Project title: Strong Black Women? Investigating the role of intersectionality in the experience, treatment, and outcomes of common mental disorders among Black women.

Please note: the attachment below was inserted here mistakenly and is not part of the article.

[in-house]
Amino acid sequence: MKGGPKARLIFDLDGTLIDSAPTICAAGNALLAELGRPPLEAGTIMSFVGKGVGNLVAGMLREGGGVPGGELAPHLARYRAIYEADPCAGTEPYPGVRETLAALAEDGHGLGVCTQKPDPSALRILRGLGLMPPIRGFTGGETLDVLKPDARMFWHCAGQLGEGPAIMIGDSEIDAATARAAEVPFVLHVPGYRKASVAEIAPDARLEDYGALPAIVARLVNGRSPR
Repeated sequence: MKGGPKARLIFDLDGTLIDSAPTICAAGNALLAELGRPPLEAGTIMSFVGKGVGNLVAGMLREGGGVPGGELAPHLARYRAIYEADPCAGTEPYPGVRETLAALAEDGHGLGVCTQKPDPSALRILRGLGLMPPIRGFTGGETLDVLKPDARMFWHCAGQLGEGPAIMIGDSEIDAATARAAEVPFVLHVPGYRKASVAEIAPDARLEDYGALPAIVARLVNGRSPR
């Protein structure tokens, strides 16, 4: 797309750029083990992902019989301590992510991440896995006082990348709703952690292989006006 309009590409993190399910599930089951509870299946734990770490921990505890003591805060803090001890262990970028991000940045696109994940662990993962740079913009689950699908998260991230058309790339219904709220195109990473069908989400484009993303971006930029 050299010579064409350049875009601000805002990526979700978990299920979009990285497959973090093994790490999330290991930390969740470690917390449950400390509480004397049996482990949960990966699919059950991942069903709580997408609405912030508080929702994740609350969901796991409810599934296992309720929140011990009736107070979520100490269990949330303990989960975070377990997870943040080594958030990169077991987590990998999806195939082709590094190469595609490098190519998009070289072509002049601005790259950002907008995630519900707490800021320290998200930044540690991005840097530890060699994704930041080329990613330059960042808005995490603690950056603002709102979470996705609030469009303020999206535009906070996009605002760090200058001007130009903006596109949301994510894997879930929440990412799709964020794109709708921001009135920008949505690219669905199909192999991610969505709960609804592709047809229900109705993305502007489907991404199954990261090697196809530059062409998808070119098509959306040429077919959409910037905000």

Summary: Common mental disorders (CMD), which include depression and anxiety, are a major global mental health concern. In Britain, women are disproportionally affected by CMD and ethnicity adds an additional layer of disadvantage, with Black/Black British women experiencing higher rates of CMD relative to White British women. Furthermore, Black/Black British women are less likely to seek and receive treatment, and more likely to experience poor outcomes. Understanding and addressing these mental health inequalities are imperative to ensuring that all members of society can access and obtain the support needed to fare well. Drawing on the framework of intersectionality in general, and the Strong Black woman schema in particular, the proposed research will investigate how and why gender and race might work together to shape the experience, treatment and outcomes associated with CMD among Black women. This research will be conducted in partnership with Catalyst 4Change (Birmingham) and BlackThrive (London), organisations that work to develop and support Black British, African and Caribbean mental health and well-being in the United Kingdom.